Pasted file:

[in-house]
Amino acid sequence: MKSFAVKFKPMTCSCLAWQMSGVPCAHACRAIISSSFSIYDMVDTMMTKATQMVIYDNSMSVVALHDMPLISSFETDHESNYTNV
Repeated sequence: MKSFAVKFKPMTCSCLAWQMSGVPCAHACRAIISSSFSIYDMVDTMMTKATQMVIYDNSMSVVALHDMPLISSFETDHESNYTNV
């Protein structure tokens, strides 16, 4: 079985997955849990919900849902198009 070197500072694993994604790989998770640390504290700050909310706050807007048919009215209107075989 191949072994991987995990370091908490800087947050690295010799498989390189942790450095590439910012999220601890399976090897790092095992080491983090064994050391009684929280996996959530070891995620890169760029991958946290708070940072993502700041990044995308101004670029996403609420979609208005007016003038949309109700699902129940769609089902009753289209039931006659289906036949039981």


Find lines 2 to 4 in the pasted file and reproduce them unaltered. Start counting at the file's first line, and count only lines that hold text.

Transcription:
Amino acid sequence: MKSFAVKFKPMTCSCLAWQMSGVPCAHACRAIISSSFSIYDMVDTMMTKATQMVIYDNSMSVVALHDMPLISSFETDHESNYTNV
Repeated sequence: MKSFAVKFKPMTCSCLAWQMSGVPCAHACRAIISSSFSIYDMVDTMMTKATQMVIYDNSMSVVALHDMPLISSFETDHESNYTNV
């Protein structure tokens, strides 16, 4: 079985997955849990919900849902198009 070197500072694993994604790989998770640390504290700050909310706050807007048919009215209107075989 191949072994991987995990370091908490800087947050690295010799498989390189942790450095590439910012999220601890399976090897790092095992080491983090064994050391009684929280996996959530070891995620890169760029991958946290708070940072993502700041990044995308101004670029996403609420979609208005007016003038949309109700699902129940769609089902009753289209039931006659289906036949039981």